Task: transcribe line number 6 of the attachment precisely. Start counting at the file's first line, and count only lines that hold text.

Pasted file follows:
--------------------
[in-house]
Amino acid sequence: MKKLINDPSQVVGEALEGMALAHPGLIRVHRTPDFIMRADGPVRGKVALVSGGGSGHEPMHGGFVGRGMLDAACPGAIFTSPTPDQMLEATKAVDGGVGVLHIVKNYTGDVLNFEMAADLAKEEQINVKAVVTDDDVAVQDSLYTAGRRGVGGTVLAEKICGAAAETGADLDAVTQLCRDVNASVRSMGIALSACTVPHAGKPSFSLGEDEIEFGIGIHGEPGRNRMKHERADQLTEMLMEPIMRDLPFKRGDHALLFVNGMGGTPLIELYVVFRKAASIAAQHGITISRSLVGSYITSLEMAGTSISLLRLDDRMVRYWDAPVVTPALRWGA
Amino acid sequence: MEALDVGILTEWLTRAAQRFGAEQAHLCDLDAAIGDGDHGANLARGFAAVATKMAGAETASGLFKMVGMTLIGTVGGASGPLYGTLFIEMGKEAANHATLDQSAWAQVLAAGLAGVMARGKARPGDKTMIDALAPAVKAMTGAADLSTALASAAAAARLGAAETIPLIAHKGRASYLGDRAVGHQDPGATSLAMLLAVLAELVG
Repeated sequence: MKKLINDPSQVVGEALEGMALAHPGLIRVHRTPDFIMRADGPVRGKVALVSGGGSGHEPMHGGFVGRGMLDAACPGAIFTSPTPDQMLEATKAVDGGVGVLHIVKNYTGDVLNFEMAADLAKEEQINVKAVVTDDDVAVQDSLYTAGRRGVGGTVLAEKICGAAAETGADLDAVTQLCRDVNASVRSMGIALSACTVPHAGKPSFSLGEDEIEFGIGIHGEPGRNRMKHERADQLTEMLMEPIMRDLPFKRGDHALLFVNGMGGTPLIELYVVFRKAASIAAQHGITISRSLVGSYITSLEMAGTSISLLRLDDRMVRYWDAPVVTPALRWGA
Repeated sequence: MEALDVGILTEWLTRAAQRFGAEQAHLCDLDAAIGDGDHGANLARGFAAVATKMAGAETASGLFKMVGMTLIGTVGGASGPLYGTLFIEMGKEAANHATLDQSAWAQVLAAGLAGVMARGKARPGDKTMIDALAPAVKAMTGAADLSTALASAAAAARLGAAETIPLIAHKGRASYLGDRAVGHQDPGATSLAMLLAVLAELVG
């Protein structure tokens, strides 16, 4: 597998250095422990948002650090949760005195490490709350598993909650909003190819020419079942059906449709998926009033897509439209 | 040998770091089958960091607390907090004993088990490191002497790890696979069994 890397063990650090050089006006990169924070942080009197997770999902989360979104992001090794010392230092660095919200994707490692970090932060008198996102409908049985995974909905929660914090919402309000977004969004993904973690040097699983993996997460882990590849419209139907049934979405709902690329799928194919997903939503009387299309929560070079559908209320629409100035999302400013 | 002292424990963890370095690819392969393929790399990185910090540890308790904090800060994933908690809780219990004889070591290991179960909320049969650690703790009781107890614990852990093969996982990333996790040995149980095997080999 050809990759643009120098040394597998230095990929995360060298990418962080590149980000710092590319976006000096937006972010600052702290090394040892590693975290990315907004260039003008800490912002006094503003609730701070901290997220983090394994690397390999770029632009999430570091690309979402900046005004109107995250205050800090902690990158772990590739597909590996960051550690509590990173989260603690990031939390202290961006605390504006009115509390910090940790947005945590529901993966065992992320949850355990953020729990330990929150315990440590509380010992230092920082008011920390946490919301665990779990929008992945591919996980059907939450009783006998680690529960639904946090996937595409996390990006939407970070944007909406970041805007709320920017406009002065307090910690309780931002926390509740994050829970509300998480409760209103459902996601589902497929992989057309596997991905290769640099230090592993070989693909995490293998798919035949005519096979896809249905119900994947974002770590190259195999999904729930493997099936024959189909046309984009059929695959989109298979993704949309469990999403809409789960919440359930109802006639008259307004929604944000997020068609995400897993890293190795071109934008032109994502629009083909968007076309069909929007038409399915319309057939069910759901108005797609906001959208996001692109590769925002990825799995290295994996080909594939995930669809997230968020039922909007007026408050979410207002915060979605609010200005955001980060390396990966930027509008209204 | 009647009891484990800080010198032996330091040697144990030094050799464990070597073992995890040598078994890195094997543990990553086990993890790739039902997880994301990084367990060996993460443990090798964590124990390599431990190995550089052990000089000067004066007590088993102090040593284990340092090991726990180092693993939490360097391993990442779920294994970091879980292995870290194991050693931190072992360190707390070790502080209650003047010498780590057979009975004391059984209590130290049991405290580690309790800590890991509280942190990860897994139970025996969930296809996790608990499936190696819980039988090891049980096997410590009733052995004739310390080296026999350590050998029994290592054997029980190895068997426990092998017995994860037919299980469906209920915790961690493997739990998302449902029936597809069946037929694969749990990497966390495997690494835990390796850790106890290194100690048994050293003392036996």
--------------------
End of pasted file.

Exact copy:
């Protein structure tokens, strides 16, 4: 597998250095422990948002650090949760005195490490709350598993909650909003190819020419079942059906449709998926009033897509439209 | 040998770091089958960091607390907090004993088990490191002497790890696979069994 890397063990650090050089006006990169924070942080009197997770999902989360979104992001090794010392230092660095919200994707490692970090932060008198996102409908049985995974909905929660914090919402309000977004969004993904973690040097699983993996997460882990590849419209139907049934979405709902690329799928194919997903939503009387299309929560070079559908209320629409100035999302400013 | 002292424990963890370095690819392969393929790399990185910090540890308790904090800060994933908690809780219990004889070591290991179960909320049969650690703790009781107890614990852990093969996982990333996790040995149980095997080999 050809990759643009120098040394597998230095990929995360060298990418962080590149980000710092590319976006000096937006972010600052702290090394040892590693975290990315907004260039003008800490912002006094503003609730701070901290997220983090394994690397390999770029632009999430570091690309979402900046005004109107995250205050800090902690990158772990590739597909590996960051550690509590990173989260603690990031939390202290961006605390504006009115509390910090940790947005945590529901993966065992992320949850355990953020729990330990929150315990440590509380010992230092920082008011920390946490919301665990779990929008992945591919996980059907939450009783006998680690529960639904946090996937595409996390990006939407970070944007909406970041805007709320920017406009002065307090910690309780931002926390509740994050829970509300998480409760209103459902996601589902497929992989057309596997991905290769640099230090592993070989693909995490293998798919035949005519096979896809249905119900994947974002770590190259195999999904729930493997099936024959189909046309984009059929695959989109298979993704949309469990999403809409789960919440359930109802006639008259307004929604944000997020068609995400897993890293190795071109934008032109994502629009083909968007076309069909929007038409399915319309057939069910759901108005797609906001959208996001692109590769925002990825799995290295994996080909594939995930669809997230968020039922909007007026408050979410207002915060979605609010200005955001980060390396990966930027509008209204 | 009647009891484990800080010198032996330091040697144990030094050799464990070597073992995890040598078994890195094997543990990553086990993890790739039902997880994301990084367990060996993460443990090798964590124990390599431990190995550089052990000089000067004066007590088993102090040593284990340092090991726990180092693993939490360097391993990442779920294994970091879980292995870290194991050693931190072992360190707390070790502080209650003047010498780590057979009975004391059984209590130290049991405290580690309790800590890991509280942190990860897994139970025996969930296809996790608990499936190696819980039988090891049980096997410590009733052995004739310390080296026999350590050998029994290592054997029980190895068997426990092998017995994860037919299980469906209920915790961690493997739990998302449902029936597809069946037929694969749990990497966390495997690494835990390796850790106890290194100690048994050293003392036996």